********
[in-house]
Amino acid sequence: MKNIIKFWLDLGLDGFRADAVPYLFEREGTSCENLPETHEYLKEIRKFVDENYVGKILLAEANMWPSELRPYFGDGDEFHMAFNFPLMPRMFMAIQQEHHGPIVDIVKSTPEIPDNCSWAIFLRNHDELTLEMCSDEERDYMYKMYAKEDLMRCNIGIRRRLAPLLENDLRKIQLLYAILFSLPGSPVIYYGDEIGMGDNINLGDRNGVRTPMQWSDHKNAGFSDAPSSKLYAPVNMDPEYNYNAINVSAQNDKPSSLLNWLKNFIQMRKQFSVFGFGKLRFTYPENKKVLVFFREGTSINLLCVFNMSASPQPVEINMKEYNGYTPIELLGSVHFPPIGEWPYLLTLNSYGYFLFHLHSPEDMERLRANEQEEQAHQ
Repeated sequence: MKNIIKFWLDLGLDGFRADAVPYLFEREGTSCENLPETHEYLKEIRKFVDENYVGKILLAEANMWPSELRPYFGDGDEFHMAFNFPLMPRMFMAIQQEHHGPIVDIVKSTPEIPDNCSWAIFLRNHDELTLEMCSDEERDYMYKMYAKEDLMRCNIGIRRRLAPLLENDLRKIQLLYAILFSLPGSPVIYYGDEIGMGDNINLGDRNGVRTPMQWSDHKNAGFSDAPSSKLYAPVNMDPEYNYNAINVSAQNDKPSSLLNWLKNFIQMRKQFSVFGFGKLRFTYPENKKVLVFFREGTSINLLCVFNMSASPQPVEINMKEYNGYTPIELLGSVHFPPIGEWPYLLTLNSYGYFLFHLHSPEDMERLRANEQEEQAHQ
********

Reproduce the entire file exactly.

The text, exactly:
[in-house]
Amino acid sequence: MKNIIKFWLDLGLDGFRADAVPYLFEREGTSCENLPETHEYLKEIRKFVDENYVGKILLAEANMWPSELRPYFGDGDEFHMAFNFPLMPRMFMAIQQEHHGPIVDIVKSTPEIPDNCSWAIFLRNHDELTLEMCSDEERDYMYKMYAKEDLMRCNIGIRRRLAPLLENDLRKIQLLYAILFSLPGSPVIYYGDEIGMGDNINLGDRNGVRTPMQWSDHKNAGFSDAPSSKLYAPVNMDPEYNYNAINVSAQNDKPSSLLNWLKNFIQMRKQFSVFGFGKLRFTYPENKKVLVFFREGTSINLLCVFNMSASPQPVEINMKEYNGYTPIELLGSVHFPPIGEWPYLLTLNSYGYFLFHLHSPEDMERLRANEQEEQAHQ
Repeated sequence: MKNIIKFWLDLGLDGFRADAVPYLFEREGTSCENLPETHEYLKEIRKFVDENYVGKILLAEANMWPSELRPYFGDGDEFHMAFNFPLMPRMFMAIQQEHHGPIVDIVKSTPEIPDNCSWAIFLRNHDELTLEMCSDEERDYMYKMYAKEDLMRCNIGIRRRLAPLLENDLRKIQLLYAILFSLPGSPVIYYGDEIGMGDNINLGDRNGVRTPMQWSDHKNAGFSDAPSSKLYAPVNMDPEYNYNAINVSAQNDKPSSLLNWLKNFIQMRKQFSVFGFGKLRFTYPENKKVLVFFREGTSINLLCVFNMSASPQPVEINMKEYNGYTPIELLGSVHFPPIGEWPYLLTLNSYGYFLFHLHSPEDMERLRANEQEEQAHQ